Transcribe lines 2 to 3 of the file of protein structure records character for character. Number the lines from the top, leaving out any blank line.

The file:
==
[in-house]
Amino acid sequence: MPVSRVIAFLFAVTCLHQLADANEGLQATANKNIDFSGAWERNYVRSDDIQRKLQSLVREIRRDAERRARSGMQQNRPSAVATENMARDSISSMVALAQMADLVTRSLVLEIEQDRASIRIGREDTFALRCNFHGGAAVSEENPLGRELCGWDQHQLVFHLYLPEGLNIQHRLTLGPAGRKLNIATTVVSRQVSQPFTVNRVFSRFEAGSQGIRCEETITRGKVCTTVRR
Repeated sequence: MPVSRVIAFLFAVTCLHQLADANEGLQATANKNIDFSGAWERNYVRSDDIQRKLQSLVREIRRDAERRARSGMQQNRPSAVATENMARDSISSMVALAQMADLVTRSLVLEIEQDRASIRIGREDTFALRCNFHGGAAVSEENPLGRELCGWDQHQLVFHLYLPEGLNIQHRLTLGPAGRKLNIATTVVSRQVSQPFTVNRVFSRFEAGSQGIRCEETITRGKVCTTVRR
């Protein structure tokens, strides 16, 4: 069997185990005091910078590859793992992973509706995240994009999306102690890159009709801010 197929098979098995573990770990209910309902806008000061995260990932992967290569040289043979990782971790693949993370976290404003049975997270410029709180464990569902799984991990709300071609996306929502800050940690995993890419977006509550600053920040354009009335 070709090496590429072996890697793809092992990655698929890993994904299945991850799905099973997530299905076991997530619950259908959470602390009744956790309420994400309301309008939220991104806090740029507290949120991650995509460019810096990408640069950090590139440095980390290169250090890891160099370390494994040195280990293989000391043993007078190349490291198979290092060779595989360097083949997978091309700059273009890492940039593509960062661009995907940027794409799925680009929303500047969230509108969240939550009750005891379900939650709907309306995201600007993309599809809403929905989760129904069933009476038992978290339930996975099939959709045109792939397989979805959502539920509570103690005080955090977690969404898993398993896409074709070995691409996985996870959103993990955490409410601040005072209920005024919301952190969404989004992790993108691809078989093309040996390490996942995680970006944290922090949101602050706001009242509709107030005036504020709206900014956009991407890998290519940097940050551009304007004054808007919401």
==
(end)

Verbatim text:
Amino acid sequence: MPVSRVIAFLFAVTCLHQLADANEGLQATANKNIDFSGAWERNYVRSDDIQRKLQSLVREIRRDAERRARSGMQQNRPSAVATENMARDSISSMVALAQMADLVTRSLVLEIEQDRASIRIGREDTFALRCNFHGGAAVSEENPLGRELCGWDQHQLVFHLYLPEGLNIQHRLTLGPAGRKLNIATTVVSRQVSQPFTVNRVFSRFEAGSQGIRCEETITRGKVCTTVRR
Repeated sequence: MPVSRVIAFLFAVTCLHQLADANEGLQATANKNIDFSGAWERNYVRSDDIQRKLQSLVREIRRDAERRARSGMQQNRPSAVATENMARDSISSMVALAQMADLVTRSLVLEIEQDRASIRIGREDTFALRCNFHGGAAVSEENPLGRELCGWDQHQLVFHLYLPEGLNIQHRLTLGPAGRKLNIATTVVSRQVSQPFTVNRVFSRFEAGSQGIRCEETITRGKVCTTVRR